This is often the case with your web content. There’s lots of information, but it can be hard to find. If you know it’s there, you can search for it, but often you need a person to guide you to it.
Access to the Tardis is generally limited to those the Doctor invites in (or to those who are given a key). Many organisations take the same attitude to their online Help content: they hide it away from public view and, as a consequence, prospective customers.
Whovians is the name given to fans of Doctor Who. Doctor Who has a huge and passionate following, which means they, in a way, “own” Doctor Who has much as the BBC and its writers.
Today, Doctor Who is a “Second Screen” experience: as people watch the TV show, they also converse on Twitter and Tumblr. The user generated content is an important reason why Doctor Who is so popular today. This can be true for your website as well: your users are part owners of your site and its content; their user generated content can be as important as the content you provide.
What have we missed?
Let us know if we’ve missed out any other links between Doctor Who and your Web content.
(Doctor Who fans Flickr image by Jason Riedy)
This is an opportunity to join a technical writing team within a fast-growing, independent software company. Our client develops Web-based financial trading software for the world’s largest financial institutions. They have an immediate vacancy for a Junior Technical Author/API Documentation Writer with a passion for technical communication.
You will developing end-user documentation for a range of products, producing user manuals, online Help and API documentation.
You need to have one years experience working in an IT environment, and some experience of writing technical documentation. You also need to be able to demonstrate you have excellent verbal and written communication skills, and outstanding attention to detail.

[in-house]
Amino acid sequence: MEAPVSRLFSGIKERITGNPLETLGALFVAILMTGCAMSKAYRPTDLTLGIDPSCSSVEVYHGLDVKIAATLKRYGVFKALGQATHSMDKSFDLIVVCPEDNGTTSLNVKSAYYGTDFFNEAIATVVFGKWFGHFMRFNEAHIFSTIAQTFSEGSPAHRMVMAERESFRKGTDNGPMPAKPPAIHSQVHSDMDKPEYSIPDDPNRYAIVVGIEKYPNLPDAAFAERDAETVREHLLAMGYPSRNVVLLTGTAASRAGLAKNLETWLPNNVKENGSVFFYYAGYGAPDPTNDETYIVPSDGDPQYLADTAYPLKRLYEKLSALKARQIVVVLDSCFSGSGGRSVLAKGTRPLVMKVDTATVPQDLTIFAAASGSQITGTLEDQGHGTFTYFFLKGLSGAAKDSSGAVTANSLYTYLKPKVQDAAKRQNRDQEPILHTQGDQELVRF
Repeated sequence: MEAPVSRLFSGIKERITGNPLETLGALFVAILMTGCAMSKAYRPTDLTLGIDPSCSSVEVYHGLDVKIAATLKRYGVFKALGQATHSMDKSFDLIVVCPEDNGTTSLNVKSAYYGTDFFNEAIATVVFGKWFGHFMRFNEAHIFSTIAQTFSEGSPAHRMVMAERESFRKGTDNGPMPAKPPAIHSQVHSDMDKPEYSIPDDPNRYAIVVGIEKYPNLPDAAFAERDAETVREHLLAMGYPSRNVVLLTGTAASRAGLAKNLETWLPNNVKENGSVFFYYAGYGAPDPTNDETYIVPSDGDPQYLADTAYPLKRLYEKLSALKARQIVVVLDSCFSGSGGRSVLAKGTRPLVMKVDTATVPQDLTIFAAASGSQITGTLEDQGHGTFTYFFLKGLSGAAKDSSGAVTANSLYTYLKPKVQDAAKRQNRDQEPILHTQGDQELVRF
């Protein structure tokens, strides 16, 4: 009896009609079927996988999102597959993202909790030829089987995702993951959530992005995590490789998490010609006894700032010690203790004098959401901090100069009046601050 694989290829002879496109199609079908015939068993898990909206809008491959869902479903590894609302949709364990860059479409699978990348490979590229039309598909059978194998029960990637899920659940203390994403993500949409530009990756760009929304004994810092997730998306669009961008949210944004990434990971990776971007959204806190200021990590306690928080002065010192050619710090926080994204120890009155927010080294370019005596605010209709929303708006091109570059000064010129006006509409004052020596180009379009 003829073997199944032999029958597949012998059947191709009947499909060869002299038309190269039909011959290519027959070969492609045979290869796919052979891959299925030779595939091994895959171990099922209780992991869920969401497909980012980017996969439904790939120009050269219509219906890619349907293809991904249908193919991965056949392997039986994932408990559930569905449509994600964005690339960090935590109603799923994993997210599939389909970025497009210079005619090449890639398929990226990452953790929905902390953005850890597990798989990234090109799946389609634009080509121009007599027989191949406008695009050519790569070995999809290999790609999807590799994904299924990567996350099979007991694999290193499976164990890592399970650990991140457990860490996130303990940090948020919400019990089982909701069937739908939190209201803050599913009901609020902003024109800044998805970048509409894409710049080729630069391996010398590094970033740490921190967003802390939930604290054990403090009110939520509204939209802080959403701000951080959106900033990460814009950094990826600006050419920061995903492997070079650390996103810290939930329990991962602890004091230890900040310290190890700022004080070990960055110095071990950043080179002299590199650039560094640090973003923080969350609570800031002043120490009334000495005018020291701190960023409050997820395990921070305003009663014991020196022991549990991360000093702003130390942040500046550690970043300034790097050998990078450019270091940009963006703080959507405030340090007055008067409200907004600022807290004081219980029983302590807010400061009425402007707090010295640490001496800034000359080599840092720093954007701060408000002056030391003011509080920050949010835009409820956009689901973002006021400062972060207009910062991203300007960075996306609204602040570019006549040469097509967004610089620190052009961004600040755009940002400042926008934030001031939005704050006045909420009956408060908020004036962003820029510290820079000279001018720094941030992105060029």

You will have:
- experience of writing technical documentation from scratch
- familiarity with Agile development approaches
- some knowledge of Java, C, C# or C++
- an understanding of Web application development tools and methods: HTML, DOM, CSS
We’ve been asked by a number of people if we could offer our Trends in Technical Communication Workshop – Advanced Technical Writing Techniques course to delegates outside of Europe. We would love to deliver classroom courses overseas, but the practicalities of visa restrictions and the logistics of organising a public course mean it’s very difficult to do.
As a way of delivering the course to delegates in the USA and elsewhere, we’ve decided to offer this course, in a “live and online” format over the Web. Using Google+ Hangouts, the one day course will be spread over three days (3 x 2 hours):
- 1st July 10am EST -12 PM EST, followed by
- 2nd July 10am EST-12 PM EST, followed by
- 3rd July 10am EST-12 PM EST
EST = Eastern Standard Time. (3pm-5pm UK time). The course is live, not recorded, with delegates completing exercises and able to ask questions during the course.
The first course is limited to just 5 delegates, and it is for non-UK based delegates only.
For details, including how to book on this course, see Trends in Technical Communication Workshop – Advanced Technical Writing Techniques course.
Adrian Baniak has written an article (3 Ways to Engage with Today’s Empowered Consumer) about how brands can “cut through the clutter” and communicate with their customers and prospect. He states one of the key ways to do this is “Write Your Own Tale, Or Someone Else Will Do It First”.
This mantra was originally made by Lisa Shalett, a partner at Goldman Sachs, and the global head of brand marketing and digital strategy. Continue reading
Google has updated Chrome in build 27 to include conversational voice search, and this feature extends to the Help pages.
According to TechCrunch, it transcribes your queries in real time. It also lets you use natural language, asking Google straightforward questions and getting straightforward answers, both read back to you by dictation and in actual Google search results.
Based on a few initial tests, for South East English accents, it works really well.